[I]f any Employer becomes delinquent in the making of required contributions or payments, and if the Board consults legal counsel with respect thereto or files any suit or claim with respect thereto, there shall be added to the obligation of the Employer who is delinquent, reasonable attorney's fees, court costs and all other reasonable expenses incurred in connection with such suit or claim for collection. It is recognized that the cost of legal services and the expense necessary for the collection of delinquent contributions may have no relation to the actual dollar amount of the delinquent contributions which may be relatively small in a particular case.
RCW 4.84.330 authorizes an award of attorney's fees to the prevailing party in the following circumstances:
In any action on a contract or lease entered into after September 21, 1977, where such contract or lease specifically provides that attorney's fees and costs, which are incurred to enforce the provisions of such contract or lease, shall be awarded to one of the parties, the prevailing party, whether he is the party specified in the contract or lease or not, shall be entitled to reasonable attorney's fees in addition to costs and necessary disbursements.
Washington courts have previously awarded attorney's fees to the prevailing party in actions between trust funds and employers. In Trust Fund Servs. v. Trojan Horse, Inc., 15 Wn. App. 140, 145, 548 P.2d 344, review denied, 87 Wn.2d 1009 (1976), the court allowed reasonable attorney's fees for the prevailing party (the fund) at trial and on appeal. The court's award was based on provisions for attorney's fees in the collective bargaining agreements. In Western Wash. Cement Masons Health Sec. Trust Funds v. Hillis Homes, Inc., 26 Wn. App. 224, 235, 612 P.2d 436, review denied, 94 Wn.2d 1014 (1980), the court awarded attorney's fees to the prevailing trust fund on appeal based on a provision for such fees in the trust agreement. As in this case, the labor agreement in Hillis Homes incorporated by reference parts of the trust agreement. Hillis Homes, at 226.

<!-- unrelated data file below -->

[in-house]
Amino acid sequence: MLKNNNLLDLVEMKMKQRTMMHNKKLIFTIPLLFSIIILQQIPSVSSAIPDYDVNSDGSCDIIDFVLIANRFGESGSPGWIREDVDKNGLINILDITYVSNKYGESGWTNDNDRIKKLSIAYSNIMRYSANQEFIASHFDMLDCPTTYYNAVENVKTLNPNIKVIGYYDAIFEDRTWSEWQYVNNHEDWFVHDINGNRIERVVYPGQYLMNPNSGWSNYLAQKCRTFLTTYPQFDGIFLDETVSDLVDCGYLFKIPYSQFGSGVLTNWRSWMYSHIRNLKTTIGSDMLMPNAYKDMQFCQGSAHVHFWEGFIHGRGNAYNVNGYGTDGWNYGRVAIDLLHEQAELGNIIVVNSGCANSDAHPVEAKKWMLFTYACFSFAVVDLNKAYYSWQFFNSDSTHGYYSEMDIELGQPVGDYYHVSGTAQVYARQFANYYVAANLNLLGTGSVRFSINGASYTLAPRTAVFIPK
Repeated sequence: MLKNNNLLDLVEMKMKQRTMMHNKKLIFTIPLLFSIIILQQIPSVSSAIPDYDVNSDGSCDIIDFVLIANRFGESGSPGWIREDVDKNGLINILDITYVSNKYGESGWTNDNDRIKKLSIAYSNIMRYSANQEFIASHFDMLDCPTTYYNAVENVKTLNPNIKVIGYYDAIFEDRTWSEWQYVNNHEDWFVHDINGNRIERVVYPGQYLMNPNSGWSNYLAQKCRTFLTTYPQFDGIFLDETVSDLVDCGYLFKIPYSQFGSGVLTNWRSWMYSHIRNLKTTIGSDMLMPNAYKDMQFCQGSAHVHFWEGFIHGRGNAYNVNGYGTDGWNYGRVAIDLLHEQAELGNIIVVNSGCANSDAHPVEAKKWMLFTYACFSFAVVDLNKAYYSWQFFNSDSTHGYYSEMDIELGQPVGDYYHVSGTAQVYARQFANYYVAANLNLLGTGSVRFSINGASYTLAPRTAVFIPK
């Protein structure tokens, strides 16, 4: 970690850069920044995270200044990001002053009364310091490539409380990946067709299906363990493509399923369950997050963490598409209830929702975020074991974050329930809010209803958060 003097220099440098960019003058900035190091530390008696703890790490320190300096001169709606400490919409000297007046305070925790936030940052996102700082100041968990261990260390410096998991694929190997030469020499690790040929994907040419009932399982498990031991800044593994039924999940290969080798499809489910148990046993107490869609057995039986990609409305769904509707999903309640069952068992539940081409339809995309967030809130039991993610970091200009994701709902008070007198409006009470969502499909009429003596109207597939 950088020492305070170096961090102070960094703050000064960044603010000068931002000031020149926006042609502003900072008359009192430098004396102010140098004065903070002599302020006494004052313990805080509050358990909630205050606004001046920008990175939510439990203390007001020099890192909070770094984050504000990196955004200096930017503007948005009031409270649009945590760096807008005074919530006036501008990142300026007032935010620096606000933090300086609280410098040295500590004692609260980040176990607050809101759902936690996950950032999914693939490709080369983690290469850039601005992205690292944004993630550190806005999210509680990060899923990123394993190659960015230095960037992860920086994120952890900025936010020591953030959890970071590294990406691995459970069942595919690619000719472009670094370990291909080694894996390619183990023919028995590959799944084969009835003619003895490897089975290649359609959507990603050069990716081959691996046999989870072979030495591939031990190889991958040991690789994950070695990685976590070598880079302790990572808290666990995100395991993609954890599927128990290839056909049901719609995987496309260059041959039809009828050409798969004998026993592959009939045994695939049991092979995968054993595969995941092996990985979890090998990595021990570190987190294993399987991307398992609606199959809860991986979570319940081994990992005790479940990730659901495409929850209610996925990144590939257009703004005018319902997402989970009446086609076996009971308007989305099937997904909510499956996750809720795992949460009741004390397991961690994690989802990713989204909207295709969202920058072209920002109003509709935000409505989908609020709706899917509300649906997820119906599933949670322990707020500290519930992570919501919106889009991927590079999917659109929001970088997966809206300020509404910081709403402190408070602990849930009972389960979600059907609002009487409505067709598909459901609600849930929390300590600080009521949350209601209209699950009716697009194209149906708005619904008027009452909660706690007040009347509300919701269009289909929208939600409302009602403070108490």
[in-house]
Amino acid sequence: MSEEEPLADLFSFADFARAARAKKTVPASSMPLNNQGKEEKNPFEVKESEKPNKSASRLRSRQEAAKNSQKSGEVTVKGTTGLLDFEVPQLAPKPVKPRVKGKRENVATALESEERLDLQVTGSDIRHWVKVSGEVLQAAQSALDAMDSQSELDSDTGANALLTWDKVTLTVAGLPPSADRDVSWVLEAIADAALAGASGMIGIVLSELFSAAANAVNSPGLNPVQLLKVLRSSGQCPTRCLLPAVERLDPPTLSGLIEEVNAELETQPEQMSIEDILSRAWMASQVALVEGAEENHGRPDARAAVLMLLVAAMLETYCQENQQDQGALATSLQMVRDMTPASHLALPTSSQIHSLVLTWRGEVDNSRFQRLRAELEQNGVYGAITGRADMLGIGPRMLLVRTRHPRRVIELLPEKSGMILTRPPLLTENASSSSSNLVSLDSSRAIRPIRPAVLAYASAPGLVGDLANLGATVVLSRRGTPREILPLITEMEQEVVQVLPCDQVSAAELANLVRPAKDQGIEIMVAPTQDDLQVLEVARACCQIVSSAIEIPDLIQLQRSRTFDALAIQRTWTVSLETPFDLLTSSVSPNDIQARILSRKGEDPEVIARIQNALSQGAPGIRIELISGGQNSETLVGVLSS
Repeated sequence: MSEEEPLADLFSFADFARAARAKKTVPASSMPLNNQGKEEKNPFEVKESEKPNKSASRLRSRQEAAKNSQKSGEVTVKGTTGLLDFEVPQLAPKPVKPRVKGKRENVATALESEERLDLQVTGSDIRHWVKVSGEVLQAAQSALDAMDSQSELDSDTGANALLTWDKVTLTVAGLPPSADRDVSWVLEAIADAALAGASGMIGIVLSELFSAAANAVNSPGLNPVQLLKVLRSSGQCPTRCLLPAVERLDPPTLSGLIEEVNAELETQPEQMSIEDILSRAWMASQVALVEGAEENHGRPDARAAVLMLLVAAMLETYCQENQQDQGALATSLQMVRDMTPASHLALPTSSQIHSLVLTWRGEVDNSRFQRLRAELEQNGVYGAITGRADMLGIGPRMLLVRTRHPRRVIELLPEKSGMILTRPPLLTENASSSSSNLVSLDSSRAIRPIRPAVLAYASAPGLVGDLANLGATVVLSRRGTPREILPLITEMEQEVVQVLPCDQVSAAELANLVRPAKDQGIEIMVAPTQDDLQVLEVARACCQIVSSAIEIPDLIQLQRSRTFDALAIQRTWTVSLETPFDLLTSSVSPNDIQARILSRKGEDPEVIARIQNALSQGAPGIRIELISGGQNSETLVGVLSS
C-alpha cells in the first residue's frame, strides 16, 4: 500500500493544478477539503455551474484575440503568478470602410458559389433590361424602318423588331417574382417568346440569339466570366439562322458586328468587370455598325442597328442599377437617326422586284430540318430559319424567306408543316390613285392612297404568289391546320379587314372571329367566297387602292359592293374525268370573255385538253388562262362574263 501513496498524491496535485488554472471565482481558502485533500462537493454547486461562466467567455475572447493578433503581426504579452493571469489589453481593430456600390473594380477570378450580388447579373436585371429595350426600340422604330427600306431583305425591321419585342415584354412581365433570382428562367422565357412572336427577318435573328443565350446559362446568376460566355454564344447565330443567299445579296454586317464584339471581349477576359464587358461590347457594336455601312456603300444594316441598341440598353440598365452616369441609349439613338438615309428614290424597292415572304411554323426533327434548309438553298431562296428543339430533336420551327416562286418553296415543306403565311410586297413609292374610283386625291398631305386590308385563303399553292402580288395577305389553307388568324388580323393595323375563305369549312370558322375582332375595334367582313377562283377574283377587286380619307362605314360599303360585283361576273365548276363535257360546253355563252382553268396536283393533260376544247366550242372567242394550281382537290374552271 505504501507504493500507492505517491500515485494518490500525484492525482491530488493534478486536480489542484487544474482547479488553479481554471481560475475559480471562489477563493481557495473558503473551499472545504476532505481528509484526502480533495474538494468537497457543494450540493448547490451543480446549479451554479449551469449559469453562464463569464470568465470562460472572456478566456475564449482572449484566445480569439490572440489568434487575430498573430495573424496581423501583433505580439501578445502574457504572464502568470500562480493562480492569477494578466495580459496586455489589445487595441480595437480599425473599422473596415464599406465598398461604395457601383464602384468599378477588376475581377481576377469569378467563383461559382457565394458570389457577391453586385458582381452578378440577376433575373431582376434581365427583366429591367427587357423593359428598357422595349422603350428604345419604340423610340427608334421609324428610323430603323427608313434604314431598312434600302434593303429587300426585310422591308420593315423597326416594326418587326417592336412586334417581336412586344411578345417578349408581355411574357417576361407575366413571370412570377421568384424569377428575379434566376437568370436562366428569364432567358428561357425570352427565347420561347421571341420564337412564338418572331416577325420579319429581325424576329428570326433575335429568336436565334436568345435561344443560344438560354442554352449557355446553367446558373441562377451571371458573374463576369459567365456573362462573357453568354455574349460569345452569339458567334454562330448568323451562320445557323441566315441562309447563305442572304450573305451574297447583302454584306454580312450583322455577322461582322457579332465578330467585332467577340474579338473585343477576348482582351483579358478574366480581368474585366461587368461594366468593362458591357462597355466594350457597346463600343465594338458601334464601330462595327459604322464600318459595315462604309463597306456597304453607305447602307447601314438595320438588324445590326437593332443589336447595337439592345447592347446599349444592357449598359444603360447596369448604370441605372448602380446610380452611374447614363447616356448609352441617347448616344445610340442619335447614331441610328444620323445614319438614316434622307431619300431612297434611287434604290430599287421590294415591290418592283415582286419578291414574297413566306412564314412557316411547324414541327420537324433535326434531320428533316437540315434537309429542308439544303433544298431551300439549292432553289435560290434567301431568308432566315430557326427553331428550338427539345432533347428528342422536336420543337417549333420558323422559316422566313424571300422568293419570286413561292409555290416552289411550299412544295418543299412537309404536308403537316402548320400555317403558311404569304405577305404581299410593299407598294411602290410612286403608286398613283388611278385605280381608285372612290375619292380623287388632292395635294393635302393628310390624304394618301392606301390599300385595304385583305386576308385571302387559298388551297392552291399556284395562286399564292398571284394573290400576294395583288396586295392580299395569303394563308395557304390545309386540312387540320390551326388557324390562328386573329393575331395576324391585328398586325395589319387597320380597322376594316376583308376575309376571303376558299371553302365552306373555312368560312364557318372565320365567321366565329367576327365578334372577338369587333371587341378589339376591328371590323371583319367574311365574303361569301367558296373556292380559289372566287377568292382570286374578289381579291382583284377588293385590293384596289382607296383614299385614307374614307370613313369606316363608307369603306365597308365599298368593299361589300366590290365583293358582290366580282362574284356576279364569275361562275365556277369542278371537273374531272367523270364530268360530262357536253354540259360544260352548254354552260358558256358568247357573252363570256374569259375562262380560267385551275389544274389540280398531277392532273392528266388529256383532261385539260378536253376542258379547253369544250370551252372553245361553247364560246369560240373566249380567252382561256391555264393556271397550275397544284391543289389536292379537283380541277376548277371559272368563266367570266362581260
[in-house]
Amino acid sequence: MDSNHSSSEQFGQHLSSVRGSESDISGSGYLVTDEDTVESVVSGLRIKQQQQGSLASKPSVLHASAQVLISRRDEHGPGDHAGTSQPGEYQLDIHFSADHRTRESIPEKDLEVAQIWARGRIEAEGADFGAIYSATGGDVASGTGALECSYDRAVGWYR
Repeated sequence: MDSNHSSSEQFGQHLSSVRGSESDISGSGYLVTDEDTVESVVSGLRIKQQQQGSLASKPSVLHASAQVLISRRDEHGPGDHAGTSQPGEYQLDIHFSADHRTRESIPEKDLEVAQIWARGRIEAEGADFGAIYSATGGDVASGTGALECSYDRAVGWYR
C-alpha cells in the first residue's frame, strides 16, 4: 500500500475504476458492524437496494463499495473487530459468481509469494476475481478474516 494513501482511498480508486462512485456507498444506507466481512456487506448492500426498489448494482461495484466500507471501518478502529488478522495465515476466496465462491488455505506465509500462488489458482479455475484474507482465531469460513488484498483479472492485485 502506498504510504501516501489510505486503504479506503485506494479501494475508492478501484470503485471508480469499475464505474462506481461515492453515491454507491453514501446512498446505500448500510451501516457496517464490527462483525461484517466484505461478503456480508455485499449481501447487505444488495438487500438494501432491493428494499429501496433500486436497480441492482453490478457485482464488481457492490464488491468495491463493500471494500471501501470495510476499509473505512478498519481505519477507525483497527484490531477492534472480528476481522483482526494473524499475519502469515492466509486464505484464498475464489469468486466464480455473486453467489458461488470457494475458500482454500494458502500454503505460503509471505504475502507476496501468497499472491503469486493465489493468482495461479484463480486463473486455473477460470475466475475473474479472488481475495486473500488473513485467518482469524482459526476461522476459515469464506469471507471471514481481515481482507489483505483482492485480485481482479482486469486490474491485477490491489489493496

This is an action on a contract. The Fund has attempted to enforce what it believes to be a binding contractual provision in the CBA; that provision, the Fund argues, affects the City's contributions to the Fund. In its request to the trial court for attorney's fees, the Fund relied on section 10.04(c) of the trust agreement to support this claim. The parties to the contracts in question, i.e., the CBA and the participation agreement, specifically agreed to accept the terms of the trust instrument. Had the Fund prevailed, it would have been entitled to attorney's fees. However, the City was successful in the action; therefore, under the language and policy of RCW 4.84.330, the City was entitled to an award of attorney's fees.
 The City's failure to expressly plead RCW 4.84.330 is not fatal to its claim. In its answer, the City explicitly requested an award of reasonable attorney's fees. This request was sufficient to notify the Fund that the City was seeking attorney's fees pursuant to its contract with the Union. Furthermore, the Fund's argument the City was required to specifically plead attorney's fees under RCW 4.84.250 is unfounded. The City's claim to attorney's fees is not predicated upon that statute. Moreover, the purpose behind the specific notice requirement when a party seeks fees under the provisions of RCW 4.84.250 is inapplicable here. See Tatum v. R R Cable, Inc., 30 Wn. App. 580, 636 P.2d 508 (1981), review denied, 97 Wn.2d 1007 (1982). In contrast to the notice requirement when seeking fees under RCW 4.84.250, there is absolutely no authority supporting the position that one must specifically plead RCW 4.84.330 in order to recover attorney's fees under that statute. Our resolution of this issue on state law grounds makes it unnecessary to determine whether the parties were entitled to attorney's fees under 29 U.S.C. § 1132(g)(1).
Former RCW 4.84.250 provides: